According to Nate Silver, the New York Time's never-wrong political statistician, Scott Walker is the third most conservative governor in the country, based on his score in three categories: Congressional Voting Record, Rightwing Fundraising, and Public Issue Statements. Walker, of course, has no congressional voting record, which makes his average score of 57 slightly below the leaders that have congressional voting records.
However, if just rightwing fundraising appeal and public issue statements are considered, Walker wins the title as the most conservative governor in the country. Walker isn't just conservative, he's off the charts into rightwing luny land. He beats out all the deep south's governors and he's six times more conservative than the nation's most popular Republican governor, Chris Christie.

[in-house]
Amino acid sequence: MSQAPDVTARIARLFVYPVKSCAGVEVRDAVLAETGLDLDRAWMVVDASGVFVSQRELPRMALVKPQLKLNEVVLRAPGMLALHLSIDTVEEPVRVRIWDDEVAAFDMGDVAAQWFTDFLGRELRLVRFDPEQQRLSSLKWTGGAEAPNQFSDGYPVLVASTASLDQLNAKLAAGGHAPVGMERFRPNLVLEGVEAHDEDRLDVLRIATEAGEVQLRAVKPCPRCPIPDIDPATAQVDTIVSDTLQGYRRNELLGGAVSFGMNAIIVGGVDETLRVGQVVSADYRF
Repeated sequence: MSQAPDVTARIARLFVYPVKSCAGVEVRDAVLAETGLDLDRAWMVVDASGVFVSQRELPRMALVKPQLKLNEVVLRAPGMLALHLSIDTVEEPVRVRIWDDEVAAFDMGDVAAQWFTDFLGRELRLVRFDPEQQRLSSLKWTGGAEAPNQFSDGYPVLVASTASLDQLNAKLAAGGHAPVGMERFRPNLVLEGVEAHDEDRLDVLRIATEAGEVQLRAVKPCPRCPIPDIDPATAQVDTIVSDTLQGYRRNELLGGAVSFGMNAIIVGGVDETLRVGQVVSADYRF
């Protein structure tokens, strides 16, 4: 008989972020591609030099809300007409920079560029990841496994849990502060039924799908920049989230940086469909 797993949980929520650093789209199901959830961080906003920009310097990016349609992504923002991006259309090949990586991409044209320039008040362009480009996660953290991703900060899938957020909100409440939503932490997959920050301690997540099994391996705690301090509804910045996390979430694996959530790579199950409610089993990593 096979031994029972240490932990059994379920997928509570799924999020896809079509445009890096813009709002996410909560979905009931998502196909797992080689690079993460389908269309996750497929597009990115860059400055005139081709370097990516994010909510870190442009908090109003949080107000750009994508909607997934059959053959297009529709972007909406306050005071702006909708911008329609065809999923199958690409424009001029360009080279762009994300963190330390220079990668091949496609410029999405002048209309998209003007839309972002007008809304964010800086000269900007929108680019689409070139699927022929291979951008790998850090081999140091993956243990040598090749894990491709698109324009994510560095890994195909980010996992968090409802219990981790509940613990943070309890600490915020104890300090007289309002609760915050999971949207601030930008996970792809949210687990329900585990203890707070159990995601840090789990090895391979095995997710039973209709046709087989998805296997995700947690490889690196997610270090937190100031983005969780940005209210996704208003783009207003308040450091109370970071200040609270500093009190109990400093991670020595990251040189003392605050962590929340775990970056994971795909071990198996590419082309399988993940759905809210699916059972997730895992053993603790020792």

How did Walker win this dubious title?
Maybe it was that he compared gay marriage to pedophilia and incest.
Or that he not only wants to ban abortion in cases of rape and incest, but has refused to condemn the Appleton clinic bomber and even wants to ban garden-variety birth control pills because he thinks they are "abortificants."
Or that he said that "there is no separation of church and state" and claims that God speaks directly to him and has told him, among other things, that ending teachers and other public servants ability to collective bargaining was God's will.
Or that he is loved by the Right's fringe elements for his extreme stands on wanting to privatize every element of government-- even wanting to end public schools and replace them with a low-quality private school system.
Whatever the issue, Walker is the cream of the extreme.
Unfortunely, while Walker has pursued this far-rightwing, puritanical agenda, he's lost focus on his #1 campaign promise: creating jobs. Instead of improving Wisconsin's economy, he's actually made things worse-- plunging us from 11th in job growth when he took office, to 33rd today.